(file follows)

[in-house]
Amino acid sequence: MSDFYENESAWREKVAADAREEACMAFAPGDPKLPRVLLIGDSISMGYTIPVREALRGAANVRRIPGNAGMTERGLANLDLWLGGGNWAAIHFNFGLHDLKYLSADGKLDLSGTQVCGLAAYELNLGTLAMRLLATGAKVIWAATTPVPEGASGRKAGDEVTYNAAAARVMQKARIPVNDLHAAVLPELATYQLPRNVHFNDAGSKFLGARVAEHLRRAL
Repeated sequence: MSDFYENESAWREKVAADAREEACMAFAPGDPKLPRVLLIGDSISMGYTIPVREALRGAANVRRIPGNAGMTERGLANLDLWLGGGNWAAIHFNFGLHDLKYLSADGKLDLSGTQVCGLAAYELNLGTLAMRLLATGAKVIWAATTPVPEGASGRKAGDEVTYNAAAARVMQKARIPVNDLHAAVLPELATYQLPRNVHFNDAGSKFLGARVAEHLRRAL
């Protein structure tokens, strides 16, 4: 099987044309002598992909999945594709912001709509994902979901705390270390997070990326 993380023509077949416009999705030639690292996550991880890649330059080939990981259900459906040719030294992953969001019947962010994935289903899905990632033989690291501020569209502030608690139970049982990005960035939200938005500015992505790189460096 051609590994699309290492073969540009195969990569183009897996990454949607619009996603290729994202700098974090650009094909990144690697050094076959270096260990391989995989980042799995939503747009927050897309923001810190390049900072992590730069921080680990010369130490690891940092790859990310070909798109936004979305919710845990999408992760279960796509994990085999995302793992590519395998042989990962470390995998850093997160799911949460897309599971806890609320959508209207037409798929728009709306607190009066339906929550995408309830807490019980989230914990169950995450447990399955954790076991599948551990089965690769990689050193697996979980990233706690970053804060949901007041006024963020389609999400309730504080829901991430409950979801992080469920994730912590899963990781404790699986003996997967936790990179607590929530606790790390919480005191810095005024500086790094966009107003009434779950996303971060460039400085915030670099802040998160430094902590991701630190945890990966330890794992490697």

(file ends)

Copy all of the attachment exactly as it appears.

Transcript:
[in-house]
Amino acid sequence: MSDFYENESAWREKVAADAREEACMAFAPGDPKLPRVLLIGDSISMGYTIPVREALRGAANVRRIPGNAGMTERGLANLDLWLGGGNWAAIHFNFGLHDLKYLSADGKLDLSGTQVCGLAAYELNLGTLAMRLLATGAKVIWAATTPVPEGASGRKAGDEVTYNAAAARVMQKARIPVNDLHAAVLPELATYQLPRNVHFNDAGSKFLGARVAEHLRRAL
Repeated sequence: MSDFYENESAWREKVAADAREEACMAFAPGDPKLPRVLLIGDSISMGYTIPVREALRGAANVRRIPGNAGMTERGLANLDLWLGGGNWAAIHFNFGLHDLKYLSADGKLDLSGTQVCGLAAYELNLGTLAMRLLATGAKVIWAATTPVPEGASGRKAGDEVTYNAAAARVMQKARIPVNDLHAAVLPELATYQLPRNVHFNDAGSKFLGARVAEHLRRAL
């Protein structure tokens, strides 16, 4: 099987044309002598992909999945594709912001709509994902979901705390270390997070990326 993380023509077949416009999705030639690292996550991880890649330059080939990981259900459906040719030294992953969001019947962010994935289903899905990632033989690291501020569209502030608690139970049982990005960035939200938005500015992505790189460096 051609590994699309290492073969540009195969990569183009897996990454949607619009996603290729994202700098974090650009094909990144690697050094076959270096260990391989995989980042799995939503747009927050897309923001810190390049900072992590730069921080680990010369130490690891940092790859990310070909798109936004979305919710845990999408992760279960796509994990085999995302793992590519395998042989990962470390995998850093997160799911949460897309599971806890609320959508209207037409798929728009709306607190009066339906929550995408309830807490019980989230914990169950995450447990399955954790076991599948551990089965690769990689050193697996979980990233706690970053804060949901007041006024963020389609999400309730504080829901991430409950979801992080469920994730912590899963990781404790699986003996997967936790990179607590929530606790790390919480005191810095005024500086790094966009107003009434779950996303971060460039400085915030670099802040998160430094902590991701630190945890990966330890794992490697």